Raising the Dead should be Normal Christianity
Should Christians pray for recently deceased people to be raised from the dead? Are such Christians being delusional? Or do they really know what they’re talking about? Honestly, if you ask me, I believe raising the dead should be normal Christianity.
Do Christians Still Raise the Dead?
The Bible contains plenty of examples of prophets, Jesus, and various New Testament believers raising the dead. I have no reason to disbelieve these testimonies. Such activity happened often enough in Scripture to tell us that it shouldn’t surprise or spook us. But what I want to focus on here is more about present-day testimonies of raising the dead — and there are many.
Respected theologian Craig Keener, in his scholarly 2-volume set Miracles (2011) shares 29 pages of modern-day, documented dead-raisings on multiple continents (including extensive footnotes). He also provides strong argumentation for believing most, if not all, of these accounts.
In his book MegaShift (2005), the late author Jim Rutz documented hundreds of dead-raisings across 52 different nations, and that was just in the previous 25 years.
In my travels around the world, I’ve come to know several people who have raised the dead in Jesus’ name. A few of them have witnessed hundreds of dead raisings. Three of the people I know were current or former medical professionals who know how to identify death. They knew what should have worked medically (but didn’t) and what certainly should not have worked (but did in Jesus’ name).
And most exciting to me are the handful of people I’ve met who have themselves been raised from the dead. Their testimonies are powerful and compelling.
There is no doubt in my mind that Jesus still raises the dead.
Why Does God Raise the Dead?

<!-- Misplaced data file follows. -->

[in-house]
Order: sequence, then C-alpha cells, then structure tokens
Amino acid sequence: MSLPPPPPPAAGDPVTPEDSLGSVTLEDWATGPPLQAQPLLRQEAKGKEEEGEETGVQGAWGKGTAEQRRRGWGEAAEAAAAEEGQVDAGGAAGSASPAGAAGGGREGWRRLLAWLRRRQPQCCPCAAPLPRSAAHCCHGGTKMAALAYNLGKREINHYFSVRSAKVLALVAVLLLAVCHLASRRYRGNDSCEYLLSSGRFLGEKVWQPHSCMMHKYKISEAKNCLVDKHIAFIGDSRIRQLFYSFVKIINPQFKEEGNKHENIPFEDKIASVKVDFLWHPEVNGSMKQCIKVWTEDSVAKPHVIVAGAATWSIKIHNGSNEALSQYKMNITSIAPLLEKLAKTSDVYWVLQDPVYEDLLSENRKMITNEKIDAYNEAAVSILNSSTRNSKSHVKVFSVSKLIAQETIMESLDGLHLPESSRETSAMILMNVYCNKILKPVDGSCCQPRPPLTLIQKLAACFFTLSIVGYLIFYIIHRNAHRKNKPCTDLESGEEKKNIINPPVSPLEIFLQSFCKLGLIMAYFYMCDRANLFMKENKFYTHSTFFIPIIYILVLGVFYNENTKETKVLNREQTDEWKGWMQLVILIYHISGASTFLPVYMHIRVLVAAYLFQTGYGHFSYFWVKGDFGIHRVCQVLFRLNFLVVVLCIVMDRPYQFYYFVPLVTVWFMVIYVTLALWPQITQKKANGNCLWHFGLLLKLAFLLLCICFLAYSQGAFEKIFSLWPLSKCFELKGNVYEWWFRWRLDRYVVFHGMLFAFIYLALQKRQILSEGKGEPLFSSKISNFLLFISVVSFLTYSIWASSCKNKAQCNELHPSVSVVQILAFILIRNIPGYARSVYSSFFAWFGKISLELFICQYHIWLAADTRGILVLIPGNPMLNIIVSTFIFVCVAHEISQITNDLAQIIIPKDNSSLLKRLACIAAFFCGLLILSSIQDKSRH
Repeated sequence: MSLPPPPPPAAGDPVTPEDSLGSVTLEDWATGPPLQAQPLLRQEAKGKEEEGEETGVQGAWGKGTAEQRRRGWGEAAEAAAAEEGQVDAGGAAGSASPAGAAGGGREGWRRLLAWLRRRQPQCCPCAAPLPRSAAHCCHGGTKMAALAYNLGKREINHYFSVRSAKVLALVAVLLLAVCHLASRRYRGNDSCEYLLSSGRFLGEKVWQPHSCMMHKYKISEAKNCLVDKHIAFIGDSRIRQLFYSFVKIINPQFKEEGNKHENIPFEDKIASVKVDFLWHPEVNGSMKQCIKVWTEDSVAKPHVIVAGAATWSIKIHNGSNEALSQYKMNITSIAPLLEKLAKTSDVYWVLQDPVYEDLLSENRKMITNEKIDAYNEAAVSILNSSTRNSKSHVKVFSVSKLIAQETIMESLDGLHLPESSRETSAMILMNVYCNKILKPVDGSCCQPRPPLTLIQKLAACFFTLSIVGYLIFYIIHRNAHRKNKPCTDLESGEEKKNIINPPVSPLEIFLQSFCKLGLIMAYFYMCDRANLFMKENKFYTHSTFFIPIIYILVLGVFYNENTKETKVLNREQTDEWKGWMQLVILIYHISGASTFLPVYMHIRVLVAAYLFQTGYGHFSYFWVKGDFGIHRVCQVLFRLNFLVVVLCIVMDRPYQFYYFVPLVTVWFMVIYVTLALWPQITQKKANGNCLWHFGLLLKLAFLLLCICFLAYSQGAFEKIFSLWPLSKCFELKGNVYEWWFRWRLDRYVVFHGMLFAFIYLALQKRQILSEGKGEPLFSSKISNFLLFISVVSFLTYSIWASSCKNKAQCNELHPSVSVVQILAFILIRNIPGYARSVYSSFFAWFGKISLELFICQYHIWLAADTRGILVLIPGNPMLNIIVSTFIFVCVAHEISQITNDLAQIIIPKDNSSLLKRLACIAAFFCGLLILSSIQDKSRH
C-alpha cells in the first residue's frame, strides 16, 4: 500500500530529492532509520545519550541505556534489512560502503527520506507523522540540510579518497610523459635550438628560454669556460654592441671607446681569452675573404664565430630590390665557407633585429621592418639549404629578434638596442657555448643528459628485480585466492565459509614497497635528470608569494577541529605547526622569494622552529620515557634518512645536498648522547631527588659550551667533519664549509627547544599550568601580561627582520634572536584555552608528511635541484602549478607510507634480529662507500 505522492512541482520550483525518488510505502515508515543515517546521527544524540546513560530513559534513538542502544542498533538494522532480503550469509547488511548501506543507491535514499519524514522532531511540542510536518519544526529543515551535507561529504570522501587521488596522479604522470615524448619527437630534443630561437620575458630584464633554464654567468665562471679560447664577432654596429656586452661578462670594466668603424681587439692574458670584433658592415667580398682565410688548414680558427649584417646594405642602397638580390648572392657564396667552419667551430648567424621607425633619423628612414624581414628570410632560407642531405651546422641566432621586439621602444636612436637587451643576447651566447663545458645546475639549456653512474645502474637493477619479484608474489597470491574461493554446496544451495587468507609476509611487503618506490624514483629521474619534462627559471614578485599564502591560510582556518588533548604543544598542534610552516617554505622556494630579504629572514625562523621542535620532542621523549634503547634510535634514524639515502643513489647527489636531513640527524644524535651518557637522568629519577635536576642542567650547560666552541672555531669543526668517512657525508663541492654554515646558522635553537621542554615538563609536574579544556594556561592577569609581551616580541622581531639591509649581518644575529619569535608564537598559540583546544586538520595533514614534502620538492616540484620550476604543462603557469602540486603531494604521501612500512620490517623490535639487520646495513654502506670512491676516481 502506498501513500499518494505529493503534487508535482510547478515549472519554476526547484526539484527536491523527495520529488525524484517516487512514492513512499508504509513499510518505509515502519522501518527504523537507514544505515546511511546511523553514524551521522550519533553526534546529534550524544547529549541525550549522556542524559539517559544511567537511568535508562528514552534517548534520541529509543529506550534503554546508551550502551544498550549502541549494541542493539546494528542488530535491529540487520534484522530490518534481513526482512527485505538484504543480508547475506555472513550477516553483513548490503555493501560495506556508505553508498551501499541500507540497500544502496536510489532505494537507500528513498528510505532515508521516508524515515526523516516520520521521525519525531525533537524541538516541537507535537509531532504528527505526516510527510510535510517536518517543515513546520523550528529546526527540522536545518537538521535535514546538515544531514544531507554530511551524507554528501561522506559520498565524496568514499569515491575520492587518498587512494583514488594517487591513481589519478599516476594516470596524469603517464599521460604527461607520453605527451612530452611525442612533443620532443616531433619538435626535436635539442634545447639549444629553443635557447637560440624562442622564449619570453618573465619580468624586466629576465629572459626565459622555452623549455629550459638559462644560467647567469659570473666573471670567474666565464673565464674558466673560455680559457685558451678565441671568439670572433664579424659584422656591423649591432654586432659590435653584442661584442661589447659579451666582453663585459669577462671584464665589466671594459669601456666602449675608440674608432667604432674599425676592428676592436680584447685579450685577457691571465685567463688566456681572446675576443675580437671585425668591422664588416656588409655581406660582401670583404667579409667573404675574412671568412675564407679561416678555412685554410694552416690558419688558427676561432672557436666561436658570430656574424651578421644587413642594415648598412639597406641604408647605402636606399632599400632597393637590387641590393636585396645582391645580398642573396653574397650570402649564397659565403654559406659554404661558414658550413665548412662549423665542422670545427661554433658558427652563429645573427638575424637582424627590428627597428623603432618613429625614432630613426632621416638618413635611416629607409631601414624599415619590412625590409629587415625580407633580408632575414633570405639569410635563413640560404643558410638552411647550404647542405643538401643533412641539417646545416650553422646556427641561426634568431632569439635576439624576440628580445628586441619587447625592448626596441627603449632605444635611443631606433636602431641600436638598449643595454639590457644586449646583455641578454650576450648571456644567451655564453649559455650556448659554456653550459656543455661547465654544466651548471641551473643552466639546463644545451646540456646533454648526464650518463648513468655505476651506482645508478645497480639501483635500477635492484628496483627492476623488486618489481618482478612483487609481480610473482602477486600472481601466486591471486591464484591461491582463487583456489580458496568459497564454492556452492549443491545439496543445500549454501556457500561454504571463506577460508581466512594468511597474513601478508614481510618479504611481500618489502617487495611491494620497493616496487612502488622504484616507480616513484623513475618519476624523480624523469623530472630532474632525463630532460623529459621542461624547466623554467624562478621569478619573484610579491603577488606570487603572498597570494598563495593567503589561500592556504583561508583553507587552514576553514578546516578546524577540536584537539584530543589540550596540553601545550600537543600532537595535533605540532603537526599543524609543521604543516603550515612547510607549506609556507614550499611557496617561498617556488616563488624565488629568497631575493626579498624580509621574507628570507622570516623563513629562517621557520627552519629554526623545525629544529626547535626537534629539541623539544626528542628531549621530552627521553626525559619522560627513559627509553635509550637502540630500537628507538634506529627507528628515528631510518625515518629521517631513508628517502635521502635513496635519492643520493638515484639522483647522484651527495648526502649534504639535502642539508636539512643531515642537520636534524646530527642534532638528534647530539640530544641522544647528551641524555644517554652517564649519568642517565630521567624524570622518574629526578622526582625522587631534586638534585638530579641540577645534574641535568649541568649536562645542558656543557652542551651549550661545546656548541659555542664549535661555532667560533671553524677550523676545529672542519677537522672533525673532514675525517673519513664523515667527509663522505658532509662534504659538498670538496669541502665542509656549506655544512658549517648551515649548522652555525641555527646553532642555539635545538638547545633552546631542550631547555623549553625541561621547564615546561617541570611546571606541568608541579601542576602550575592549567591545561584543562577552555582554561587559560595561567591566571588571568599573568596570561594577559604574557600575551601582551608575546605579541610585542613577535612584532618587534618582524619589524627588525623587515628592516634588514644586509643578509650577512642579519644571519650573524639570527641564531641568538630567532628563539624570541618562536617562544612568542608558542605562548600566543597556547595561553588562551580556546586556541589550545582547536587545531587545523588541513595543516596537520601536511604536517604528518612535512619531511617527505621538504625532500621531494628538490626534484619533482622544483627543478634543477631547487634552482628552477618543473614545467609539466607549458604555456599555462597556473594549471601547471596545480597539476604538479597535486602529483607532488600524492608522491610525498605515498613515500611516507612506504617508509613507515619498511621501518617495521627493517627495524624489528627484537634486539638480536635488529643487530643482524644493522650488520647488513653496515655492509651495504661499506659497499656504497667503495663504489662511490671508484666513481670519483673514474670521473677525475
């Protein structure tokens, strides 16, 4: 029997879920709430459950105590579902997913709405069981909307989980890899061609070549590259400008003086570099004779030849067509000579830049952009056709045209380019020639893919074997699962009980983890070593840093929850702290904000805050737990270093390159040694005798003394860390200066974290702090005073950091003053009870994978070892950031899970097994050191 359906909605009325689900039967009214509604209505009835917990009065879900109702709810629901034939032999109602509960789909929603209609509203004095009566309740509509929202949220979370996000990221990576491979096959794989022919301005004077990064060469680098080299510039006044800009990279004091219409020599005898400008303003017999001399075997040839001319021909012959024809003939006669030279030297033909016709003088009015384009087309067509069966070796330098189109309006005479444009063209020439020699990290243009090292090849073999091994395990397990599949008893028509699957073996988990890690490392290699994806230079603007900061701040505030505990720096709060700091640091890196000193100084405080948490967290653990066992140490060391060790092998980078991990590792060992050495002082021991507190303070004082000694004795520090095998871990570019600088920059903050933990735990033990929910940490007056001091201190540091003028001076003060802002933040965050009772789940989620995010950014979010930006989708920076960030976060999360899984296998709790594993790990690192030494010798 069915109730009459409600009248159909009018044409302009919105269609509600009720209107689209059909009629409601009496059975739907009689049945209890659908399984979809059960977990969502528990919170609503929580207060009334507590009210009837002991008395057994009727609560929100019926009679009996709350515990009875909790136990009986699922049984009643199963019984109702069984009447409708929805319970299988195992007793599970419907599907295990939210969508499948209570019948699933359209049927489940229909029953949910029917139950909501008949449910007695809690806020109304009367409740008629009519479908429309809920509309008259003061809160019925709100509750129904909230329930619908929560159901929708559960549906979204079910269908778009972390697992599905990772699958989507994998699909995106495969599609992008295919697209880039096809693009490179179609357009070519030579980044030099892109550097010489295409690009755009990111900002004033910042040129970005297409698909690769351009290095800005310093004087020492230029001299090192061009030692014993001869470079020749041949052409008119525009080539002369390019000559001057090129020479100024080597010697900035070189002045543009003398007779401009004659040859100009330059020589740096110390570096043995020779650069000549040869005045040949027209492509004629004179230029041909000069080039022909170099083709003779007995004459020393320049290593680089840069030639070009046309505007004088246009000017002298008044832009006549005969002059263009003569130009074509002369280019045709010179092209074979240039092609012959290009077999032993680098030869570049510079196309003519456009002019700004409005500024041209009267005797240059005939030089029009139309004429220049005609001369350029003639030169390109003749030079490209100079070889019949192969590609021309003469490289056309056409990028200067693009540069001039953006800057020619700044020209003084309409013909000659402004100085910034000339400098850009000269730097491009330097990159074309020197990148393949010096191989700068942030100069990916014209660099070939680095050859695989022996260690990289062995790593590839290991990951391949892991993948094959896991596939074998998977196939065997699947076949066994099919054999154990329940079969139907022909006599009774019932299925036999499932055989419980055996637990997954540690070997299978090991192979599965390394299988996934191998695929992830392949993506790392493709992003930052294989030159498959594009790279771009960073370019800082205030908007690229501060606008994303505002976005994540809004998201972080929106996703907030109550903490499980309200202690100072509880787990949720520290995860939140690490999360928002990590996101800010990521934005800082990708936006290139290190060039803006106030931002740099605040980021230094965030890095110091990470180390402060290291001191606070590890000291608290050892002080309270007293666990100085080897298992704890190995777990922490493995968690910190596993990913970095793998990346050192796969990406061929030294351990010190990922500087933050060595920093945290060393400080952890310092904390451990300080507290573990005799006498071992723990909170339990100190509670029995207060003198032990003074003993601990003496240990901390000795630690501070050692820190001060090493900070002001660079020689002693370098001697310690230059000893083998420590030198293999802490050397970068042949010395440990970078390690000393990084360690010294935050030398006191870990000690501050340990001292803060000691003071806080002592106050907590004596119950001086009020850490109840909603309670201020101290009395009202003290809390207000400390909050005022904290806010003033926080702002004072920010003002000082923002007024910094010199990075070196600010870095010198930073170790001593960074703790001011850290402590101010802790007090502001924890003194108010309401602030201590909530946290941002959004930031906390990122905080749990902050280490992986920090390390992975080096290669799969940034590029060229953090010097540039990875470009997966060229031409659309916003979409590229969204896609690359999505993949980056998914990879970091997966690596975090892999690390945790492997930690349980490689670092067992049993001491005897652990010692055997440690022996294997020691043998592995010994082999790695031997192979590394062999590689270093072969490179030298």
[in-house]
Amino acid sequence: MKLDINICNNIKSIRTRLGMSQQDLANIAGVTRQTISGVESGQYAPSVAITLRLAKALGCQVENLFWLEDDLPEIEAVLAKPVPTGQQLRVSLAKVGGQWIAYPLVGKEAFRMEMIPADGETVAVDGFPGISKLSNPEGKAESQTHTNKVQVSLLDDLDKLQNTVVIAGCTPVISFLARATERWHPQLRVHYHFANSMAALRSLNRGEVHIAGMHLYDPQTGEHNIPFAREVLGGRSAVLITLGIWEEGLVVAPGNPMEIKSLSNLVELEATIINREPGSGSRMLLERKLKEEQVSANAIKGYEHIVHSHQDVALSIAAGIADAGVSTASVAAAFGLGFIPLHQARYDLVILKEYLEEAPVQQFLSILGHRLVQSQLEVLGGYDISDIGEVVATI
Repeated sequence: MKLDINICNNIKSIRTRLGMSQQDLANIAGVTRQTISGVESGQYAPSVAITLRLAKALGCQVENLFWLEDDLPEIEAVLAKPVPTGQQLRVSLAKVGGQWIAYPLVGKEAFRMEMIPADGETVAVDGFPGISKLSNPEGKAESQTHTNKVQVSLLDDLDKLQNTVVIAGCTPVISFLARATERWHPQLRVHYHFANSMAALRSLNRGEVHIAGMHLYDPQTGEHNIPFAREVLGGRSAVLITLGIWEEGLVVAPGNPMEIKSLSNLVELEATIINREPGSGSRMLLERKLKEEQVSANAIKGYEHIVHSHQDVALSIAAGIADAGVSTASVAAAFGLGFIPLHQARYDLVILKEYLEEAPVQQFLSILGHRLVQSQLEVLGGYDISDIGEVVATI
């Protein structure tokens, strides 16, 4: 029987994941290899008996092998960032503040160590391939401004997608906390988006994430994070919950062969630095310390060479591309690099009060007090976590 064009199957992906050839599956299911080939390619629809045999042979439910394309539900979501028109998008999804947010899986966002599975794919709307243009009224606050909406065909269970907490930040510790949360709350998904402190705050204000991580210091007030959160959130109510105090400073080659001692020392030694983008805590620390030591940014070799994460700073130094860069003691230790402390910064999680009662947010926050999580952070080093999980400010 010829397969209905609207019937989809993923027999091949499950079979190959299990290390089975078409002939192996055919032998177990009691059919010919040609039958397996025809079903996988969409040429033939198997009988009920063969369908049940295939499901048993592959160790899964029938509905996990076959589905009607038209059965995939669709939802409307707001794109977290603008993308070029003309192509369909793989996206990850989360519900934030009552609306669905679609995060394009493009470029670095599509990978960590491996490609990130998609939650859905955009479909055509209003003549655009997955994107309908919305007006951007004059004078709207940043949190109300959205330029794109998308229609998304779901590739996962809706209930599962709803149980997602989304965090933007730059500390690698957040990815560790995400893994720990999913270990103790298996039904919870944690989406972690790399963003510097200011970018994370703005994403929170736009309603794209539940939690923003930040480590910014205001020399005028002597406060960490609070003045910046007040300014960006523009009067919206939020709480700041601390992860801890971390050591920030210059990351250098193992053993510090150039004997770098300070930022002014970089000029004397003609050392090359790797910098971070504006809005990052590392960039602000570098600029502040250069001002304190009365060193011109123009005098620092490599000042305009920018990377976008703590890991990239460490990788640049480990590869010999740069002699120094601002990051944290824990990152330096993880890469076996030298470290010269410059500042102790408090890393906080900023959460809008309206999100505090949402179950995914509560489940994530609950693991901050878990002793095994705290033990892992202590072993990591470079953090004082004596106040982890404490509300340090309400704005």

Ecclesiastes says there is a time to live and a time to die (3:2). It also warns against being foolish and asks, “Why die before your time?” (7:17). So while there is indeed a time to die, it is also possible to die prematurely.
If people only ever died when it was their time to die, then why did Jesus raise the dead? If those people were supposed to be dead, then Jesus would have been going against the Father’s will to raise them. Rather, Jesus said He only did what He saw His Father doing and added, “Just as the Father raises the dead and gives them life, even so the Son gives life to whom He is pleased to give it.” (John 5:19-21)
According to 1 Corinthians 15:26, death is an enemy of God. I believe it ought to be treated as such. If God was a fan of death, then He wouldn’t have sent Jesus to give us eternal life. Ezekiel 18:23 and 33:11 both tell us that God does not delight in the death of the wicked. Similarly, the death of the righteous is costly and of great consequence in His sight (this is the meaning of the word “precious” in Psalm 116:15).
Therefore, if God doesn’t like when the wicked die or when the righteous die, I have to conclude that He doesn’t like when anyone dies. Again, death is an enemy of God.
For this reason, as far as we know from Scripture, Jesus upset every funeral He ever attended during His ministry, including His own.
Should this be “Normal Christianity?”
The entire Christian faith is built on the idea that a crucified man was raised from the dead. Raising the dead ought to be one of the easiest things for us to comprehend as believers. It’s the foundation of our faith!
The same Jesus who always treated death like an enemy also sent out His disciples with a command to “raise the dead” (Matthew 10:8). Notice: Not some of the dead or certain dead but the dead, without exception.
Sure, this was a command to His twelve disciples, but do you know what else He commanded those same disciples? He commanded them to make new disciples and teach them to obey “everything I have commanded you” (Matthew 28:20). In other words, if it was a command to the disciples, it is a command to us. The same Jesus who commanded us to love our enemies also commanded us to raise the dead.